Five friends who died: Kenugen Saththiyanathan, 18, known as Ken, and his brother Kobikanthan Saththiyanathan, 22, known as Kobi, both of Normandy Way, Erith, south-east London, and their friends Nitharsan Ravi, 22, of Admaston Road, Plumstead, south-east London, Inthushan Sriskantharasa, 23, of Chadwell Road, Grays, Essex, and Gurushanth Srithavarajah, 27, of Elsa Road, Welling, south-east London.
The father, of Ken and Kobi Nathan, who died said in a statement to the inquest that they both had 'good swimming ability' and their Sri Lankan Village was surrounded by three big rivers and his sons swam almost every weekend, including at a Hindu temple, before they came to the UK when the brothers were aged 10 and 14 in July 2008.
Mr Saththiyanathan, who arrived in the UK earlier than the boys in 1999, went on:
'As a family, we went to the beaches in the UK nearly every summer and the boys went without us sometimes.' and explained that Kobi, who was on a gap year, loved Camber Sands and had visited three times in 2016 before he died.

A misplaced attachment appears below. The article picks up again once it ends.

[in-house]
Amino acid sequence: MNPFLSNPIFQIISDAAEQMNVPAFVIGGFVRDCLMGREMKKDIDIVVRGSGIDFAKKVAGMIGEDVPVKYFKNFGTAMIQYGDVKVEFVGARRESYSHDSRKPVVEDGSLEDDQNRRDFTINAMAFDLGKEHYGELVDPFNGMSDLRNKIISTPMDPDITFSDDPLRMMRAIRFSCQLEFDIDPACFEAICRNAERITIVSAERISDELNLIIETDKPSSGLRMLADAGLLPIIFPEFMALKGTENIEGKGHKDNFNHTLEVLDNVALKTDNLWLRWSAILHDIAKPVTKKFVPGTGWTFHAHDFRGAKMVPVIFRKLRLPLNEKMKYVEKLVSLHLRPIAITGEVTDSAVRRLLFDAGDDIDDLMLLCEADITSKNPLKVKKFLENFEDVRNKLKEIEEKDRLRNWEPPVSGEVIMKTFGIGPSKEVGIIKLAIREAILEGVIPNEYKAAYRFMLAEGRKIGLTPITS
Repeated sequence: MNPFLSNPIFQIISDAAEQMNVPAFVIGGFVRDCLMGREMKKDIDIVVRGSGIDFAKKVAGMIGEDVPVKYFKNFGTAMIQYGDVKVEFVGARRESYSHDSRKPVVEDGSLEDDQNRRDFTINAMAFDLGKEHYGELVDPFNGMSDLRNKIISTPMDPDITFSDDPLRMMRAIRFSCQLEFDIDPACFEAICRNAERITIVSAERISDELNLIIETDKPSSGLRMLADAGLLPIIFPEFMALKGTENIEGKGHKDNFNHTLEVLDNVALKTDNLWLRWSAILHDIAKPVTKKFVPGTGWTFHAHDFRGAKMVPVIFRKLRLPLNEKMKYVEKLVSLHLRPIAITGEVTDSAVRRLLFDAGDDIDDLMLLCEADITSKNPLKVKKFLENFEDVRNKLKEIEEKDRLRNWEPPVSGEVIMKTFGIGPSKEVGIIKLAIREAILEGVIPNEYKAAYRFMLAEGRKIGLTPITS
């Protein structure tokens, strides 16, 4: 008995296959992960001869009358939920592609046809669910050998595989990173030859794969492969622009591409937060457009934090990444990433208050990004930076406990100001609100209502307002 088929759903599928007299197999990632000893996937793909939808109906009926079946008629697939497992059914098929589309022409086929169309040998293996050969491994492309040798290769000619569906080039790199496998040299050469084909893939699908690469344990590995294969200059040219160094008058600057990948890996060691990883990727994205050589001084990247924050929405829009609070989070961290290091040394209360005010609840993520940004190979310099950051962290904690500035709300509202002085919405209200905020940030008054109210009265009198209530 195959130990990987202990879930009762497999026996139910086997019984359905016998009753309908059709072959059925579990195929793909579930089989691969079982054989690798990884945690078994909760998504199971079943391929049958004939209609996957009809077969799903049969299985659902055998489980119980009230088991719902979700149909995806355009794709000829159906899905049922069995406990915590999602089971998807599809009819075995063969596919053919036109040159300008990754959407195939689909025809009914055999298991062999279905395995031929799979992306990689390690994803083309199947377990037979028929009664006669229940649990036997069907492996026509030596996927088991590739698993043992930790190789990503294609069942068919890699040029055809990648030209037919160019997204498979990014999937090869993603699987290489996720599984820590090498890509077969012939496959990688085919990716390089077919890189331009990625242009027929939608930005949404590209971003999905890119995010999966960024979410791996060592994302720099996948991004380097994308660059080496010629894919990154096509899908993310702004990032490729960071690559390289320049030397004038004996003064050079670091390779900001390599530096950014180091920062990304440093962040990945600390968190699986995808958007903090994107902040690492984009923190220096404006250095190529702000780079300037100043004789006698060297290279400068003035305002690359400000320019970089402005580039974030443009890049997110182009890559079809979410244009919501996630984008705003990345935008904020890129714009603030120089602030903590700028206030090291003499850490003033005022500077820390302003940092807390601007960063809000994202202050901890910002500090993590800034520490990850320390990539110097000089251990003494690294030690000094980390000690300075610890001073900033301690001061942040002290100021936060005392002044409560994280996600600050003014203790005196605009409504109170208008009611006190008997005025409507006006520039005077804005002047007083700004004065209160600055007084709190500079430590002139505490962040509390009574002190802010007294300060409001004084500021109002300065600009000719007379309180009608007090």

Their mother, Jegaleela Saththiyanathan said both were 'physically fit' with no physical conditions, adding that they played sport at a district level in Sri Lanka.
The father of Nitharsan Ravi, another man who died, said in a statement that his 'fit and healthy' son, a University of Brighton aeronautical engineering student, was a 'competent swimmer' who could swim 100m easily and used to go on 'swimming trips'. He also said they used to go to beaches every year, including Margate and the Isle of Wight.
The inquest heard the day before he died, Mr Ravi was admitted to hospital with a head injury after allegedly being assaulted as he dispersed a group of teenagers from his family's shop four days earlier.
He reported feeling dizzy and confused but a CT scan found no abnormalities and he was discharged with advice to return if his symptoms persisted.